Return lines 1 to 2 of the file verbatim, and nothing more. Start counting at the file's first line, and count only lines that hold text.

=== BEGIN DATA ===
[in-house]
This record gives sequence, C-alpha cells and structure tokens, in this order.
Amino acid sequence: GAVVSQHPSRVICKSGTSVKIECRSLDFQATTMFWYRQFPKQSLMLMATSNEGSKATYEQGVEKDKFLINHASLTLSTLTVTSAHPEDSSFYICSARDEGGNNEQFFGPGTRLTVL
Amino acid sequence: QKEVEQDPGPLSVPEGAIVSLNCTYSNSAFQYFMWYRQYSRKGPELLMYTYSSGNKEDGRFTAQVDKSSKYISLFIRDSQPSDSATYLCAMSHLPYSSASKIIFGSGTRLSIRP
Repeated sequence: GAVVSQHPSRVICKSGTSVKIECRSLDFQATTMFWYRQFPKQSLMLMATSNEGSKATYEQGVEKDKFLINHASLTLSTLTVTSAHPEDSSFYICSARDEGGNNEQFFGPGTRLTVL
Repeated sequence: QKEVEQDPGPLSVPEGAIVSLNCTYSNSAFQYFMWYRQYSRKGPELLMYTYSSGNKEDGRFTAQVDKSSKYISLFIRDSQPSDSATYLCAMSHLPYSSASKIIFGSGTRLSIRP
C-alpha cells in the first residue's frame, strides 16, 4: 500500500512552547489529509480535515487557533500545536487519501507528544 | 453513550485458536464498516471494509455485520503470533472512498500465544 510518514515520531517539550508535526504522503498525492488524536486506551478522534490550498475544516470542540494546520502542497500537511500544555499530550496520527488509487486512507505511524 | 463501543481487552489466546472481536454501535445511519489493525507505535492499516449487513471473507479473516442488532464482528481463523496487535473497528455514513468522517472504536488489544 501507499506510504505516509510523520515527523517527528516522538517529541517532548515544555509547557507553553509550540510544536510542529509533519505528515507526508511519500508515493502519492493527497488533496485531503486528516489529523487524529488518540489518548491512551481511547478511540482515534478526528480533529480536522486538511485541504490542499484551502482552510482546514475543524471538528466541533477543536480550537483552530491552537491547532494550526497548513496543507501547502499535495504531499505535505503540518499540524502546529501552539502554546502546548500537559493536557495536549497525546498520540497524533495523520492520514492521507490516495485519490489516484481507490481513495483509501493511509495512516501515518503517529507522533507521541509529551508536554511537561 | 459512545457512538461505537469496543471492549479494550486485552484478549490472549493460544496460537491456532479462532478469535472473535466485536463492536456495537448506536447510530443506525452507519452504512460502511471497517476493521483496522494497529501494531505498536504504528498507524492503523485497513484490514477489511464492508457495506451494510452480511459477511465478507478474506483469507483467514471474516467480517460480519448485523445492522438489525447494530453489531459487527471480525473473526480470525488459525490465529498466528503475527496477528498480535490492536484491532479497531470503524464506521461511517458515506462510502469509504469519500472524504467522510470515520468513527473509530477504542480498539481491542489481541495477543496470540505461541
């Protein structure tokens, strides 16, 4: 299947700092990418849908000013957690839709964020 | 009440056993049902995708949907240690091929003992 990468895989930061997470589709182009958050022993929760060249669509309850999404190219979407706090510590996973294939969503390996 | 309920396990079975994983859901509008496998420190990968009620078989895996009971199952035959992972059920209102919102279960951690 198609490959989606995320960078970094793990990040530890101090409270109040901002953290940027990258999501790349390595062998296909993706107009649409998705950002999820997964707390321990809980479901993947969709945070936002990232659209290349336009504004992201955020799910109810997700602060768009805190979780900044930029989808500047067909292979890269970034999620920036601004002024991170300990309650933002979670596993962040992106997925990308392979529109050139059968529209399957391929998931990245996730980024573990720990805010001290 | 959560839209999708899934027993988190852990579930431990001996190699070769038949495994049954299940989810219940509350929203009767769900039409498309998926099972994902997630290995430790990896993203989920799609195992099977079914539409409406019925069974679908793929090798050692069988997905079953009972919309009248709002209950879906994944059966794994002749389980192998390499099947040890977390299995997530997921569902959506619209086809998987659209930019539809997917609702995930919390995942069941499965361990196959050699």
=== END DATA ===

[in-house]
This record gives sequence, C-alpha cells and structure tokens, in this order.